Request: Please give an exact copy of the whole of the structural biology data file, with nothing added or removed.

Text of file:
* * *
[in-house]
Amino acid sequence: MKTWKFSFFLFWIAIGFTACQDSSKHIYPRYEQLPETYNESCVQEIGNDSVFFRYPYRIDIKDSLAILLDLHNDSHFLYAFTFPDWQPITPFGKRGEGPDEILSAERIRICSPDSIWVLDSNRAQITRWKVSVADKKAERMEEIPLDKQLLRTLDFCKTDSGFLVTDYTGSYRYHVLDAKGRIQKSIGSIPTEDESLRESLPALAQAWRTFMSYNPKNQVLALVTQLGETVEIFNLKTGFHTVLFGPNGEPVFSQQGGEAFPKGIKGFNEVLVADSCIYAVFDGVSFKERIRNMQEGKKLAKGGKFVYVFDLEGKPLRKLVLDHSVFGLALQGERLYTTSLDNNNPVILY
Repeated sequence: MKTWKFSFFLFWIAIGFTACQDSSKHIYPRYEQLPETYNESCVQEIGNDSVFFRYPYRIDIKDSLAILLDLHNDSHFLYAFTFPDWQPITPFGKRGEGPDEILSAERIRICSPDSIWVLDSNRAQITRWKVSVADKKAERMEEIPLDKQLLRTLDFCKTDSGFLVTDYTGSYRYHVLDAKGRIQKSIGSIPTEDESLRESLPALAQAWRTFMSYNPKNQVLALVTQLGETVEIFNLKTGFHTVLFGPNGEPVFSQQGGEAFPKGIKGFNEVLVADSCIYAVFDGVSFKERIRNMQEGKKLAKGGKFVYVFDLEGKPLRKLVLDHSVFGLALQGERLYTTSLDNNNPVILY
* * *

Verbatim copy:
[in-house]
Amino acid sequence: MKTWKFSFFLFWIAIGFTACQDSSKHIYPRYEQLPETYNESCVQEIGNDSVFFRYPYRIDIKDSLAILLDLHNDSHFLYAFTFPDWQPITPFGKRGEGPDEILSAERIRICSPDSIWVLDSNRAQITRWKVSVADKKAERMEEIPLDKQLLRTLDFCKTDSGFLVTDYTGSYRYHVLDAKGRIQKSIGSIPTEDESLRESLPALAQAWRTFMSYNPKNQVLALVTQLGETVEIFNLKTGFHTVLFGPNGEPVFSQQGGEAFPKGIKGFNEVLVADSCIYAVFDGVSFKERIRNMQEGKKLAKGGKFVYVFDLEGKPLRKLVLDHSVFGLALQGERLYTTSLDNNNPVILY
Repeated sequence: MKTWKFSFFLFWIAIGFTACQDSSKHIYPRYEQLPETYNESCVQEIGNDSVFFRYPYRIDIKDSLAILLDLHNDSHFLYAFTFPDWQPITPFGKRGEGPDEILSAERIRICSPDSIWVLDSNRAQITRWKVSVADKKAERMEEIPLDKQLLRTLDFCKTDSGFLVTDYTGSYRYHVLDAKGRIQKSIGSIPTEDESLRESLPALAQAWRTFMSYNPKNQVLALVTQLGETVEIFNLKTGFHTVLFGPNGEPVFSQQGGEAFPKGIKGFNEVLVADSCIYAVFDGVSFKERIRNMQEGKKLAKGGKFVYVFDLEGKPLRKLVLDHSVFGLALQGERLYTTSLDNNNPVILY